As the weather changes and available daylight wanes with each passing day, it’s very tempting to hop on your indoor trainer. However, even if you have a solid indoor setup that can seemingly mimic hilly conditions, you’ll be hard-pressed to find an indoor environment that can truly simulate the Iceman course. We suggest logging in as many trail miles as possible – though not just on any trail.

“This race is full gas from start to finish,” cautions Johanna Schmidt, PT, DPT, a physical therapist at Mary Free Bed at Munson Medical Center who has completed Iceman six times. “You’re breathing hard the entire time so you’re not really prepping yourself properly on a single track.”

The avid cyclist – who also co-founded the youth-focused, cycling advocacy organization Norte with her husband Ty – recommends familiarizing yourself with the actual Iceman trail itself if you’re local. Still, the most optimal training can happen right in your own backyard. Schmidt says she owes her best race results (placing 6th) to combining both road racing and mountain bike training, including multiple treks up Wayne Street, a hilly road running alongside Ashton Park in Traverse City.

 2. Train on Your Race-Day Bike

Just as important as replicating your environment is training consistently on the same bike you’ll be racing with next month. This will allow you to be comfortable and familiar with the fit, the gearing, and the control of your equipment. Another bonus? Training on your race-day bike may alert you to aches and pains, such as knee pain, that the bike itself may be causing. These physical warnings can signal a few needed tweaks, such as adjusting your saddle height. And if your own adjustments aren’t hacking it, you still have time to seek help from a professional bike fitter in your area who can better pinpoint any biomechanical issues.

 3. Get a Tune-up

Perform a proper tune-up of your bike before the event. This includes checking the condition of the brakes, chain, and derailleurs. If you’re new to racing or just not mechanically inclined, it’s a good idea to have a professional do it.

4. Pace Yourself

It’s always critical to pace yourself according to your ability and the quality of your training. If you are new to racing or you are pretty certain you are not going to win the race or be in contention, then it’s probably not a good idea to start at the front of the line. “If you’re a first-timer or you’re not racing to win, seek out a group toward the back whose pace is more in line with your own,” says Physical Therapist Josh Thorington, PT, DPT, Manager of Rehab Services at Mary Free Bed at Munson Medical Center. “It will help you manage the race better. Plus, you don’t want to have to drop out of the race because you’re too tired from pushing yourself too hard at the start.” Regardless of your ability, remember that Iceman is a long race: don’t use all of your energy to the point that you can’t finish.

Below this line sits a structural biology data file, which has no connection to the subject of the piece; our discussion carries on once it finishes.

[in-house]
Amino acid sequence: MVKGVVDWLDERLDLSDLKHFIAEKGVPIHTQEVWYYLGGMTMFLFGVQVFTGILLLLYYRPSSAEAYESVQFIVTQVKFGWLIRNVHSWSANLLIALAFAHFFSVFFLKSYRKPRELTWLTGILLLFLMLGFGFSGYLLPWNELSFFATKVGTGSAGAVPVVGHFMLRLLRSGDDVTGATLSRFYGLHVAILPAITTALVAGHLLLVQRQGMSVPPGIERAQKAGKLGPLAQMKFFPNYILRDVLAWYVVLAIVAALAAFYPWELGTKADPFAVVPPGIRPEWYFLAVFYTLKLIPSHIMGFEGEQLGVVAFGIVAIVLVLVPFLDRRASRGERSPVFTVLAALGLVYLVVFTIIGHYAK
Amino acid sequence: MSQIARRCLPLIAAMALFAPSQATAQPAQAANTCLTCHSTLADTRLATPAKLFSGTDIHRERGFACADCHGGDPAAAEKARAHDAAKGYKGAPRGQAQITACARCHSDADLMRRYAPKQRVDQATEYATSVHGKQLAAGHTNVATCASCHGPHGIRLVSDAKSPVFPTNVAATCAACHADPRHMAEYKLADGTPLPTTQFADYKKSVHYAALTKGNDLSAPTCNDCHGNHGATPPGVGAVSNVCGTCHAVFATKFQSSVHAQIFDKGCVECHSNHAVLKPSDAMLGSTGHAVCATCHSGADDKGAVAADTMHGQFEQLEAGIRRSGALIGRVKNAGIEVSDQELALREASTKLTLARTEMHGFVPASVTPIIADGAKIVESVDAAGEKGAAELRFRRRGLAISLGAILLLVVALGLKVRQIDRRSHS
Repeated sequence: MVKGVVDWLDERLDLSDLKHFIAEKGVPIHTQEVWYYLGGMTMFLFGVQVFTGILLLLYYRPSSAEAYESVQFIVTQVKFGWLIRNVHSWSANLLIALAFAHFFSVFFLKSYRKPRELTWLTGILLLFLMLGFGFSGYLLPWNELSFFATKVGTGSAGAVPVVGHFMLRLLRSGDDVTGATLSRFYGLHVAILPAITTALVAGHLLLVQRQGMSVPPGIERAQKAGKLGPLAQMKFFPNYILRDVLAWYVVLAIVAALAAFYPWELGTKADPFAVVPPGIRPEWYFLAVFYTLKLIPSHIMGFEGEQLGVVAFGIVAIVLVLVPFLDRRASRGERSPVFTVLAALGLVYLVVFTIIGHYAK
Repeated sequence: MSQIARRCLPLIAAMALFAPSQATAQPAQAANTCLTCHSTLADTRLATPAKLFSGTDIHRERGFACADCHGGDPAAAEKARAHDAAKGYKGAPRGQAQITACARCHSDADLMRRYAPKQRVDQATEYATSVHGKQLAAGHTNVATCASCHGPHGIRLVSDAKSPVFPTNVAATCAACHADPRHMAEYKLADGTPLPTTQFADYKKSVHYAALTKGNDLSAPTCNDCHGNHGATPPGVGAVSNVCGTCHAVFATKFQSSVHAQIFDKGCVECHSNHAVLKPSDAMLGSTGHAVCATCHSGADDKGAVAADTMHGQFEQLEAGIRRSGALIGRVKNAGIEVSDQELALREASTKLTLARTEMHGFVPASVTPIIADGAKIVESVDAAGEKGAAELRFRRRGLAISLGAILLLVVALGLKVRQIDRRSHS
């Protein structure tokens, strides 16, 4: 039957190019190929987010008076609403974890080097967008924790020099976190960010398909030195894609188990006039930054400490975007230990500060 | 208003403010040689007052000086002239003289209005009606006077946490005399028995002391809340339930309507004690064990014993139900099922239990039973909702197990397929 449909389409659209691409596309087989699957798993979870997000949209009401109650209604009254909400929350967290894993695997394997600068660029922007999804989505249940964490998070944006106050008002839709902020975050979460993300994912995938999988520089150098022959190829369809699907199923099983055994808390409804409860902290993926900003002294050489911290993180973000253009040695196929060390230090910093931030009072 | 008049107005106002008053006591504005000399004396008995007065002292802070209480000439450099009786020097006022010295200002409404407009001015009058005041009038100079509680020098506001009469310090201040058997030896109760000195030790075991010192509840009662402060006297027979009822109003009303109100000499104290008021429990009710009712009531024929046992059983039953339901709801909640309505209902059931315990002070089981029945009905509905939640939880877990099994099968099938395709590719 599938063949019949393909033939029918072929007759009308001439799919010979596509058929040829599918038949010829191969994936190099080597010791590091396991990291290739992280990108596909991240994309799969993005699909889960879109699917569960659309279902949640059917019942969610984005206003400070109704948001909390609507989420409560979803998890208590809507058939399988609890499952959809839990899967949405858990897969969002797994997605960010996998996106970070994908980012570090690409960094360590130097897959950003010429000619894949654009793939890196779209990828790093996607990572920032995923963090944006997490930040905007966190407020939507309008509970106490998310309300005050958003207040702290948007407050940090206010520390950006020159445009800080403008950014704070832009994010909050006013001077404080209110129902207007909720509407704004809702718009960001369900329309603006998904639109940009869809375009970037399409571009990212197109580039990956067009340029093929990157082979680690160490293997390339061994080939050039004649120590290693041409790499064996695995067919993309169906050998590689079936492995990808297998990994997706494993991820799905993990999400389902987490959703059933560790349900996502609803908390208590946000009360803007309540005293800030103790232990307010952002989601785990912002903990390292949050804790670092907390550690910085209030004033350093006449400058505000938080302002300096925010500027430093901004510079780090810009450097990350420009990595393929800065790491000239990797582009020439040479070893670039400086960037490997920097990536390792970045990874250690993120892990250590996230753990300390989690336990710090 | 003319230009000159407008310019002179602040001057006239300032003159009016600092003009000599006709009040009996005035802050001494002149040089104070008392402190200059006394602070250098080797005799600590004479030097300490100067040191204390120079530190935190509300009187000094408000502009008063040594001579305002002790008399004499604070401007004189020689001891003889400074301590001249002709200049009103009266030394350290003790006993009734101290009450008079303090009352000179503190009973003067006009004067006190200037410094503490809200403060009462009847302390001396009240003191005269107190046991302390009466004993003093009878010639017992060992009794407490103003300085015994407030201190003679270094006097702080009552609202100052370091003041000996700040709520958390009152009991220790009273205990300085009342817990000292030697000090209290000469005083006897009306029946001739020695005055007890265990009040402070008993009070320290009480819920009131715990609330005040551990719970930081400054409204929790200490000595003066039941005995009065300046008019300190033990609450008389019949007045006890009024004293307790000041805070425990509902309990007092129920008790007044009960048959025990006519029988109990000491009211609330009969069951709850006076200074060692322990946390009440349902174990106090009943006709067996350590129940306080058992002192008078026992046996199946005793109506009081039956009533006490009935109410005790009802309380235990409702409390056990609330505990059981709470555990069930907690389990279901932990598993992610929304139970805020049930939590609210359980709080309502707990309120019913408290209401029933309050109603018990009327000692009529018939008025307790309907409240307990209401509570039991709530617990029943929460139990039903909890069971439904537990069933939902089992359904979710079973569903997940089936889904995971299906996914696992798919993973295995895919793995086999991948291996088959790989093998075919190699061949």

5. Dress Strategically on Race Day

It’s northern Michigan and you just never know what you’re going to encounter. Our advice? It’s easier to shed layers than it is to add them. Dress in clothing that you can easily peel off or slide down. Think vests that keep your chest warm but your arms cool, arm warmers (which you can slide down once you’re warmed up), and even clothing you don’t mind losing permanently should you need to lose a layer en route. Schmidt recommends underdressing, a tactic that has personally worked for her. “People tend to overdress,” she shares. “But when you’re overheated, it can be difficult to go fast. Even if it’s 40 degrees, a mile or two in, you’re already sweating.” In addition to a vest and arm warmers, Schmidt wears a jacket at the start line and gives it to a loved one right before start time. “Or bring something you don’t care to ever see again and discard it before you get going.”

6. Manage Injuries Now

As we mentioned above, pain can stem from something as simple as crank length. However, if you injure yourself or you’re experiencing pain such as a sore back or aching joints and muscles both on and off your bike, it’s important to manage your injury now. The rehab Team at Mary Free Bed at Munson Medical Center can evaluate you to determine the exact issue and provide interventions that will get you back in shape for race day. “Our goal is not only to get you back to racing pain free but to keep you racing pain free by creating a program that is tailored specific to you,” says Thorington.

 7. And Finally…

Don’t forget your helmet!

Get access to our enhanced rehabilitation services, including physical therapy, to help you get back to your everyday amazing! Find a Mary Free Bed at Munson Medical Center location near you.

About Mary Free Bed at Munson Medical Center

Specialized, coordinated care is what you can expect through Mary Free Bed at Munson Medical Center. This unique collaboration gives our region’s athletes access to one of the largest and most comprehensive rehabilitation hospitals in the United States. Learn more here.